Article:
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This is the guest post by Laura Fulton.

Notebooks, or rather, the act of writing in them, has been proven again and again to positively impact our productivity. From improving our memory to organising our chaotic thoughts, there are few devices or gadgets quite as versatile or reliable as the humble notebook.

We may enjoy using stationary at home and in our downtime, such as the hundreds of thousands of self-proclaimed #stationeryaddicts on Instagram, but with the typical workplace found to be exceedingly distracting to the average employee, you may see beneficial effects on your focus and productivity from working alongside it as well.

To help you get into the habit of using your notebook during the working day, have a look at our daily schedule and see how you can learn to love your notebook too.

7am – Wake up

As you wake to start the day, note down any of the immediate worries, or brainwaves you had during the night.

Morning journaling has proven to be an invaluable use of your time, with the idea first being made popular by writer and director, Julia Cameron, in her book The Artist’s Way, and has even been taken up by businessman and four-time bestselling author Tim Ferriss. He says that these “Morning pages don’t need to solve your problems. They simply need to get them out of your head”.

You may not write 750 words before breakfast every morning – many of us barely make time to brush our teeth – but even 300 words or an dashing-out-the-door scrawl can help get you ready for a busy day ahead.

8am – Commute

Now, you should be washed, dressed and on the road after a hearty breakfast. If you catch a bus or a train, this the ideal time to put your pen to paper again.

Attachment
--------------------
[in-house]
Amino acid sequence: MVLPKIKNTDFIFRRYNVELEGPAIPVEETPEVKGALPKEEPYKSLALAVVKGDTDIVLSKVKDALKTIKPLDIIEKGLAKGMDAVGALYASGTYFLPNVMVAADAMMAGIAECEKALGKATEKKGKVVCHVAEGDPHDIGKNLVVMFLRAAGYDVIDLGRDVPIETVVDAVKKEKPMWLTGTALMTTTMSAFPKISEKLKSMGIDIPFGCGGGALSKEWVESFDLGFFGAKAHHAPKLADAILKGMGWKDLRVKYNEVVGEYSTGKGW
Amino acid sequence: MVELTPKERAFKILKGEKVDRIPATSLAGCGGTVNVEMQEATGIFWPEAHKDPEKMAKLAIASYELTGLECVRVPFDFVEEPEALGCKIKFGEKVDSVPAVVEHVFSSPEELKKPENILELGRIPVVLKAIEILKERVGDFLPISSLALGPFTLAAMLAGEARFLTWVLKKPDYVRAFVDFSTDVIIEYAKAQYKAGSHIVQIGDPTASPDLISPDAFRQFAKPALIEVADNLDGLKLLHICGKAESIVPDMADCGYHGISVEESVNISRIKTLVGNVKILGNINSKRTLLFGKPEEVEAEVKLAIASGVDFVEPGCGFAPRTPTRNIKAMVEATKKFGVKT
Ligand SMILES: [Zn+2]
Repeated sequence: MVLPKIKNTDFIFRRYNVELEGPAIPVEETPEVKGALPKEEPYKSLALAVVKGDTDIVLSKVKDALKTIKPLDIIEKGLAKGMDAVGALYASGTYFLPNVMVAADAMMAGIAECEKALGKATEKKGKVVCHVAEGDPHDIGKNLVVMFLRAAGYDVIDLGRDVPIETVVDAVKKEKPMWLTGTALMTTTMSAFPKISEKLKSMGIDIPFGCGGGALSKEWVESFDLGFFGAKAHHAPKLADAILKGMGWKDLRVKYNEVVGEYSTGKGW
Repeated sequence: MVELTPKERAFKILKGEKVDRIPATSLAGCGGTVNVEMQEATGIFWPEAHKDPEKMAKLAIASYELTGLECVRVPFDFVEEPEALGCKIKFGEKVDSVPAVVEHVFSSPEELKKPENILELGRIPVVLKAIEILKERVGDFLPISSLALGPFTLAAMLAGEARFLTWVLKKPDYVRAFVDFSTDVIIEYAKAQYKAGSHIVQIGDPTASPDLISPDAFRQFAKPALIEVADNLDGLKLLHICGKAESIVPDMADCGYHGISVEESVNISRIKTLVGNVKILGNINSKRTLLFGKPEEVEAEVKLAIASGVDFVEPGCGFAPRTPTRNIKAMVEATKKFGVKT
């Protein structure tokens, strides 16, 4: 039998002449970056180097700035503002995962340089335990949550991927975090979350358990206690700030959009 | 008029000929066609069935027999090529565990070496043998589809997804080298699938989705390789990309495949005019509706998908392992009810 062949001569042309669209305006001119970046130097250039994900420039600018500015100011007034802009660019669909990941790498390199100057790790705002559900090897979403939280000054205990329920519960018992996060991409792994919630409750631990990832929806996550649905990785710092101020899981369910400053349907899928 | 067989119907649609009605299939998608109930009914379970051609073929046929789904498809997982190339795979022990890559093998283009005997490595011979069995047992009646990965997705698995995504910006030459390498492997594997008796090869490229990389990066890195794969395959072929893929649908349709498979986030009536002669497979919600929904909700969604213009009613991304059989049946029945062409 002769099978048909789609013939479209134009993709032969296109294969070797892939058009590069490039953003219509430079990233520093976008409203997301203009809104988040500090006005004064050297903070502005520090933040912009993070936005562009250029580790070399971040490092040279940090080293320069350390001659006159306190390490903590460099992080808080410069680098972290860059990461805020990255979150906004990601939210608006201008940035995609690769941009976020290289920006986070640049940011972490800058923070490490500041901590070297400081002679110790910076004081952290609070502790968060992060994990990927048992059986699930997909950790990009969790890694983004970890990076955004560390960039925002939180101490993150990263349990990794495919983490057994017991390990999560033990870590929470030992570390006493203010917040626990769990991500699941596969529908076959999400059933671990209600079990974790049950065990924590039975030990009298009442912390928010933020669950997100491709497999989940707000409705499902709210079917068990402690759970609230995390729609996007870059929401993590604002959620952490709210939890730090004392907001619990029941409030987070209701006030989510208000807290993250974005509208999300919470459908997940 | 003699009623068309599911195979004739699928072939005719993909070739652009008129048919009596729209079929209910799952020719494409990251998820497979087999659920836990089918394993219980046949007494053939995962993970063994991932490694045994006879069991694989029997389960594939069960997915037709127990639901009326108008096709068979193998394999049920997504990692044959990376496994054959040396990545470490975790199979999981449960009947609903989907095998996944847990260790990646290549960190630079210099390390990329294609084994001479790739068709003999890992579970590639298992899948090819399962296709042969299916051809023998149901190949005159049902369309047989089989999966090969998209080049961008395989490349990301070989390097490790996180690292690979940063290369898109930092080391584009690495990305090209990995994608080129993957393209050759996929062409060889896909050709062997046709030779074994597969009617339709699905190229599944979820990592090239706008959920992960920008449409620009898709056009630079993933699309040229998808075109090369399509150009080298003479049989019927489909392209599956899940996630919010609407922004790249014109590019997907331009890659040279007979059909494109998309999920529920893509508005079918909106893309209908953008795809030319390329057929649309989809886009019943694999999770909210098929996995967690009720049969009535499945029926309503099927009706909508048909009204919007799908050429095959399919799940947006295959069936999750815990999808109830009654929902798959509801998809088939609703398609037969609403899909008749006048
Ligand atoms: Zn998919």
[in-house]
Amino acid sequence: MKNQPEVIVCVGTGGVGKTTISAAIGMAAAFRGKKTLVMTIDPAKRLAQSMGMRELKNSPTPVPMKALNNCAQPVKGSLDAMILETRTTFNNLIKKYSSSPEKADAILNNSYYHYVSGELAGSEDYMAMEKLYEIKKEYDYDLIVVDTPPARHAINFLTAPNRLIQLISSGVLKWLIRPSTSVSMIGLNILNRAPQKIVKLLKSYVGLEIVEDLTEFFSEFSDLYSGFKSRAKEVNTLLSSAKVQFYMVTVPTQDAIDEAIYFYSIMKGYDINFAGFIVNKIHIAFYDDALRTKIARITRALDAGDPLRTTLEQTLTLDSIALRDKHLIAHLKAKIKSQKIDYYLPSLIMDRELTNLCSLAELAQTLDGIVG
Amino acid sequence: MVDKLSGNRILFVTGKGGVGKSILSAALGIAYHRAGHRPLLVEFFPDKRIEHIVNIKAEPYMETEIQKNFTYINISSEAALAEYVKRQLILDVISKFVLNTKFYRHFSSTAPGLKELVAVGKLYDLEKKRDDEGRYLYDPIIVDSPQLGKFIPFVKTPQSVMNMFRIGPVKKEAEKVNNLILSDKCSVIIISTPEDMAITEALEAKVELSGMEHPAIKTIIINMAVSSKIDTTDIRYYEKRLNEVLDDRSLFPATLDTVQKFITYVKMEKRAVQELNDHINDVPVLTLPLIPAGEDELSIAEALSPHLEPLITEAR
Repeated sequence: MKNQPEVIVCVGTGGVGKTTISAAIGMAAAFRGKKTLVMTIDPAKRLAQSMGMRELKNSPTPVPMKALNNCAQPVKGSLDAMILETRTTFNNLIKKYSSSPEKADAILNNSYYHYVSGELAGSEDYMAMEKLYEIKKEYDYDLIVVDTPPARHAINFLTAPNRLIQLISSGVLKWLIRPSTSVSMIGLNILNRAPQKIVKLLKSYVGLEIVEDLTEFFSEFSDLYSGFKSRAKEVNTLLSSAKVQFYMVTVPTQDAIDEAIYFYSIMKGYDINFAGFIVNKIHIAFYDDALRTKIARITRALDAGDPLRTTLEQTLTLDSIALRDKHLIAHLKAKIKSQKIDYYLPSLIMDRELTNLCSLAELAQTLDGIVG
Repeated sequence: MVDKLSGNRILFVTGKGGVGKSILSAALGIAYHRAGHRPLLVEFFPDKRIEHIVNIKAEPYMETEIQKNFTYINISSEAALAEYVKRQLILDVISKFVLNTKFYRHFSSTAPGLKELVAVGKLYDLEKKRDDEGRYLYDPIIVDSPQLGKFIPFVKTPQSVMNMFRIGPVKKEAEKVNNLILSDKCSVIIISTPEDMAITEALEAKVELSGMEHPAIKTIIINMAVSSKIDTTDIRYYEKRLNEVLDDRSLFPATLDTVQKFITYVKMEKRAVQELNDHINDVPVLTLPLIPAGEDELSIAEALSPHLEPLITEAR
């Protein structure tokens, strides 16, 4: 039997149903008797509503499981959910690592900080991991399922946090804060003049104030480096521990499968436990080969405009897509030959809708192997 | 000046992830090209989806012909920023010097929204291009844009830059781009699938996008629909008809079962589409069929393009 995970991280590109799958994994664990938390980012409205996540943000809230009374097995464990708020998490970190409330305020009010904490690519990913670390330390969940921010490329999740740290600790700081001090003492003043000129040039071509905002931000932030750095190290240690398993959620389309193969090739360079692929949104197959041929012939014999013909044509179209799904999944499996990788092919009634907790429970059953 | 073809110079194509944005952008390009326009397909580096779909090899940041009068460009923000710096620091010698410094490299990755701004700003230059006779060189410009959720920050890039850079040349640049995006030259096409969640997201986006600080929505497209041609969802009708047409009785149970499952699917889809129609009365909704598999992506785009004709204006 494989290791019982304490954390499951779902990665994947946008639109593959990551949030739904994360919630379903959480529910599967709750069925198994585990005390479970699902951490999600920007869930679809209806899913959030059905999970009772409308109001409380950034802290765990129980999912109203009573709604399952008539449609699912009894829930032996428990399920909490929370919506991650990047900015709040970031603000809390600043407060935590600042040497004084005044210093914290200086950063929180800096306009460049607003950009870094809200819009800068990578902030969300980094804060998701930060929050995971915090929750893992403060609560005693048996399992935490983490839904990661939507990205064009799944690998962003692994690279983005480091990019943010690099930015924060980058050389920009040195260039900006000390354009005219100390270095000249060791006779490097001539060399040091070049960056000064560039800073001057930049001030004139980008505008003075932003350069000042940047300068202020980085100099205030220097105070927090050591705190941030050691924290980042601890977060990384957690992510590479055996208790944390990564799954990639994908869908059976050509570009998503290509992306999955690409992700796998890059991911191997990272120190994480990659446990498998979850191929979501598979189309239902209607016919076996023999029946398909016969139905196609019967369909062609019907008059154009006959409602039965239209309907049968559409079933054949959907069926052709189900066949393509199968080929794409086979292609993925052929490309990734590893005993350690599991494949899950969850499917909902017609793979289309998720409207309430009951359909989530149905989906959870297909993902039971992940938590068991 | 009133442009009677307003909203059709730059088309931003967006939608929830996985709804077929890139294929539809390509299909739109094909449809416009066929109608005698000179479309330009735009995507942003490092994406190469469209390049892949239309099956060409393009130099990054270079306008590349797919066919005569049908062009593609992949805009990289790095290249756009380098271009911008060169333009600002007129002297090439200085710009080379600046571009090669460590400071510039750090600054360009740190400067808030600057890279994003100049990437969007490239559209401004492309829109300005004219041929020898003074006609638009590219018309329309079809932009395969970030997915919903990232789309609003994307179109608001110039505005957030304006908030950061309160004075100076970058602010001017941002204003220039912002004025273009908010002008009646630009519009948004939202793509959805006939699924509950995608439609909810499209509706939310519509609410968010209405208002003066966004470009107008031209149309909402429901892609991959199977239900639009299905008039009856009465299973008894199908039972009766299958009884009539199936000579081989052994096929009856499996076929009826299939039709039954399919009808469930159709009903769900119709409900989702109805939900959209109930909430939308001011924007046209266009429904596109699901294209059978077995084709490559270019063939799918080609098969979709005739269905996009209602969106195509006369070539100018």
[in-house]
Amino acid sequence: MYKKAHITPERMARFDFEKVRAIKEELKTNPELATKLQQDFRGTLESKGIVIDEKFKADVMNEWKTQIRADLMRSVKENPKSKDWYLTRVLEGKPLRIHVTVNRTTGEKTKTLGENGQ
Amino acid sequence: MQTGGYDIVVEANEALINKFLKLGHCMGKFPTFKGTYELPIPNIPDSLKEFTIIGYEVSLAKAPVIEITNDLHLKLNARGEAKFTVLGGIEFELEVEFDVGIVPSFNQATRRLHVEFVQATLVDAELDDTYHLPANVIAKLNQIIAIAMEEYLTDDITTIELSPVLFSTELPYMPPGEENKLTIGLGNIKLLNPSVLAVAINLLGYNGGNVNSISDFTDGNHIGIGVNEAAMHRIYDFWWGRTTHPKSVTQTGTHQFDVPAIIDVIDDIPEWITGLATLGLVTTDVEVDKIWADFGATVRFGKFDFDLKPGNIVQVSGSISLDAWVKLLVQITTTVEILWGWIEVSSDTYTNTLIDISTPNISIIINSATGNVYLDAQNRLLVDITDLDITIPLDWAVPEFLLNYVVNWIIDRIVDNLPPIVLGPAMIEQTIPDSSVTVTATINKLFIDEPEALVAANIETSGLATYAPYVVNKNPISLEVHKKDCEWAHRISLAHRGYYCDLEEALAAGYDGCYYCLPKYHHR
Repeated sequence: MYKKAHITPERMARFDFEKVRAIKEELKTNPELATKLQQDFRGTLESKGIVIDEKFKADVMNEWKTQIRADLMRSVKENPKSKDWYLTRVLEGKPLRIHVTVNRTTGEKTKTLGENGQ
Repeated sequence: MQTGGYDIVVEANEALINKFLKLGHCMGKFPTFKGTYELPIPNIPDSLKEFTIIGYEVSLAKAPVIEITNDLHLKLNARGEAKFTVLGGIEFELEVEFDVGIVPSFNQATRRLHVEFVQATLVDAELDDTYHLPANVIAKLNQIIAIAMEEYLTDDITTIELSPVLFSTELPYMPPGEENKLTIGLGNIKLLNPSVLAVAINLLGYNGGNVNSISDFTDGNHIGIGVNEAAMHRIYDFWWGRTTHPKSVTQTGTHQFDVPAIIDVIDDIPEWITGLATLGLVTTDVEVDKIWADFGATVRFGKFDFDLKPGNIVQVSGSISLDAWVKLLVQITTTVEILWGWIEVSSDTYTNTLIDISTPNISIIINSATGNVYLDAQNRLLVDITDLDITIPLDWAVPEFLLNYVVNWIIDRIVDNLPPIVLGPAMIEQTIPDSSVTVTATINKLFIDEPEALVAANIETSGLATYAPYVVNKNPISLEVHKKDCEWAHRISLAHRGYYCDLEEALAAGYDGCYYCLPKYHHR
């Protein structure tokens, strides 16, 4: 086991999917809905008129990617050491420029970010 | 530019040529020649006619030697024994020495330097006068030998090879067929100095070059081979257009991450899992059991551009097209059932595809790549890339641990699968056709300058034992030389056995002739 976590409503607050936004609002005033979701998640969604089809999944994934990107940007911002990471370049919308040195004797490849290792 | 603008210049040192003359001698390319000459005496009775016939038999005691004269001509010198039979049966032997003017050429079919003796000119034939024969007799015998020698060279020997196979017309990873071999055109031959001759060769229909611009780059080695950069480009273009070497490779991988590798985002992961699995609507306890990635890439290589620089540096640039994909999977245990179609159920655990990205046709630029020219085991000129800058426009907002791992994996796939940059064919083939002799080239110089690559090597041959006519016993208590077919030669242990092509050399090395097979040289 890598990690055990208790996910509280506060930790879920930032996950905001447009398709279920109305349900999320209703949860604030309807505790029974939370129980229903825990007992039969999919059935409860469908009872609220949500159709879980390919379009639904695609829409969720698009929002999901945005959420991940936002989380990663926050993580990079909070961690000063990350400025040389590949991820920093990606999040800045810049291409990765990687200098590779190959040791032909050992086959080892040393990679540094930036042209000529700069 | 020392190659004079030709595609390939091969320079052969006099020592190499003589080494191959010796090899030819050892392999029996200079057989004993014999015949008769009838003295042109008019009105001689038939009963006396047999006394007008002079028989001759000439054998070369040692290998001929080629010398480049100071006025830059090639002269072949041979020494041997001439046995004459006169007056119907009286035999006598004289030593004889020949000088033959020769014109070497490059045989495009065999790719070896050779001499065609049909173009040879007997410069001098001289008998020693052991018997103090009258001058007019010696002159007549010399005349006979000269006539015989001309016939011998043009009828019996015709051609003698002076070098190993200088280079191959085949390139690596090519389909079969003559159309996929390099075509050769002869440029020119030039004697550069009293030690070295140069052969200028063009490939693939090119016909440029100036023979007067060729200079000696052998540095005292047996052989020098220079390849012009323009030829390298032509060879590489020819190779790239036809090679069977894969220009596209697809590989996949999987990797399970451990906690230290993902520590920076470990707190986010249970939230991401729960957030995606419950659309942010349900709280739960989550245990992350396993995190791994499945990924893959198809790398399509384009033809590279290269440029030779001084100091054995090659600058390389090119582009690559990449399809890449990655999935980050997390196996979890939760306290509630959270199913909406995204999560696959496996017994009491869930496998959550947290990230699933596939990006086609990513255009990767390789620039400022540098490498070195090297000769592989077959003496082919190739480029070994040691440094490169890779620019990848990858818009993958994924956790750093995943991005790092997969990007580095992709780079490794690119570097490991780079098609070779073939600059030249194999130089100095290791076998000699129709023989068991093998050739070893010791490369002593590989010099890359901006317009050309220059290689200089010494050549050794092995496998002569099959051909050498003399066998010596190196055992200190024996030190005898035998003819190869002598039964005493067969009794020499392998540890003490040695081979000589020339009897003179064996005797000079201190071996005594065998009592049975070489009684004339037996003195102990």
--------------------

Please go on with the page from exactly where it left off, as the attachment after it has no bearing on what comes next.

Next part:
Look at the day ahead of you and make your to-do lists, in whichever way you like. Many people enjoy the organisation of bullet journalling, others prefer to divide their lists into “needs” and “wants” and others still prefer a more ad hoc way of listing. Regardless of which way works best for you, it’s been proven that your brain loves organisation.

Psychologist and author Dr David Cohen says that this desire for to-do lists and organisation comes down to three reasons: “they dampen anxiety about the chaos of life; they give us a structure, a plan that we can stick to; and they are proof of what we have achieved that day, week or month.”

So, don’t wait until you get to work. Focus your mind before you even reach the office.

9am – Start your work day

Now you’re in work, you can officially get started with your day. Review your to-do lists, check them off, and keep your notebook at hand. This is where you and your notebook should be working in synch.

For example, as you work on one task, you may be struck with inspiration for another. Don’t allow your mind to drift away into that other idea and ruin your current workflow. Instead, make a note of the brand new idea, as a way of actively putting it down for later. Of course, once you have completed your current task, you can return to the idea and look at it with fresh eyes.

During your workday you may also come up against complex idea and complicated concepts. This is another chance for you to utilise your pen and paper. Sketching these onto paper and visualising the problem at hand, can help you better understand a concept which might be overly wordy. It may also highlight an aspect of the idea which you had not considered, or still do not understand fully.

There is also no need to be too strict with how you use your notebook. Let your creativity flow all day, making quick comments and thoughts as you continue your work, drafting different headlines or ideas in pen and paper before transferring to your laptop.

10am – Morning meeting